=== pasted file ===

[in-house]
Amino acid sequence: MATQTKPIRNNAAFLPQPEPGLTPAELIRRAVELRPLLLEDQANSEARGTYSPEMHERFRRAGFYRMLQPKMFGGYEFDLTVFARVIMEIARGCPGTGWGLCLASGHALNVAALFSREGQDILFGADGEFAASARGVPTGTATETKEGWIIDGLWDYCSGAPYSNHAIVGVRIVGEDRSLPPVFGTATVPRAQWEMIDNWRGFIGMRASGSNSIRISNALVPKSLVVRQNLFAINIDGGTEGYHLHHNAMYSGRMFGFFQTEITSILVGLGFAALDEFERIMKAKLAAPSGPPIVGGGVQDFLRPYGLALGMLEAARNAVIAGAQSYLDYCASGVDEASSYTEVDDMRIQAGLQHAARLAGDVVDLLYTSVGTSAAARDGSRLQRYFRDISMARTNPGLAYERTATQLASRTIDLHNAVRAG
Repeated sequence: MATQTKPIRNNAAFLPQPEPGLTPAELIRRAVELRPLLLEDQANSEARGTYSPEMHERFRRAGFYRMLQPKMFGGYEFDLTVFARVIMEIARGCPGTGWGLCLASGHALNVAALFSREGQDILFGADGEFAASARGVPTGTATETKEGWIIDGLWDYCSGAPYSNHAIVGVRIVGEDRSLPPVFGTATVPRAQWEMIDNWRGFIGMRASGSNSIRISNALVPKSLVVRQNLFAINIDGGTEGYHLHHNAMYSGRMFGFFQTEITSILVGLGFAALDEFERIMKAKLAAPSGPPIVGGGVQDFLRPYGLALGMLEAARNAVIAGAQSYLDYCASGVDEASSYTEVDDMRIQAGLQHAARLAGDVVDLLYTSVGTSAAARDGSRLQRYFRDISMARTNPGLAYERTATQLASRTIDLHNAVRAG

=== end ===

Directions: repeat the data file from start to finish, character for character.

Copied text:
[in-house]
Amino acid sequence: MATQTKPIRNNAAFLPQPEPGLTPAELIRRAVELRPLLLEDQANSEARGTYSPEMHERFRRAGFYRMLQPKMFGGYEFDLTVFARVIMEIARGCPGTGWGLCLASGHALNVAALFSREGQDILFGADGEFAASARGVPTGTATETKEGWIIDGLWDYCSGAPYSNHAIVGVRIVGEDRSLPPVFGTATVPRAQWEMIDNWRGFIGMRASGSNSIRISNALVPKSLVVRQNLFAINIDGGTEGYHLHHNAMYSGRMFGFFQTEITSILVGLGFAALDEFERIMKAKLAAPSGPPIVGGGVQDFLRPYGLALGMLEAARNAVIAGAQSYLDYCASGVDEASSYTEVDDMRIQAGLQHAARLAGDVVDLLYTSVGTSAAARDGSRLQRYFRDISMARTNPGLAYERTATQLASRTIDLHNAVRAG
Repeated sequence: MATQTKPIRNNAAFLPQPEPGLTPAELIRRAVELRPLLLEDQANSEARGTYSPEMHERFRRAGFYRMLQPKMFGGYEFDLTVFARVIMEIARGCPGTGWGLCLASGHALNVAALFSREGQDILFGADGEFAASARGVPTGTATETKEGWIIDGLWDYCSGAPYSNHAIVGVRIVGEDRSLPPVFGTATVPRAQWEMIDNWRGFIGMRASGSNSIRISNALVPKSLVVRQNLFAINIDGGTEGYHLHHNAMYSGRMFGFFQTEITSILVGLGFAALDEFERIMKAKLAAPSGPPIVGGGVQDFLRPYGLALGMLEAARNAVIAGAQSYLDYCASGVDEASSYTEVDDMRIQAGLQHAARLAGDVVDLLYTSVGTSAAARDGSRLQRYFRDISMARTNPGLAYERTATQLASRTIDLHNAVRAG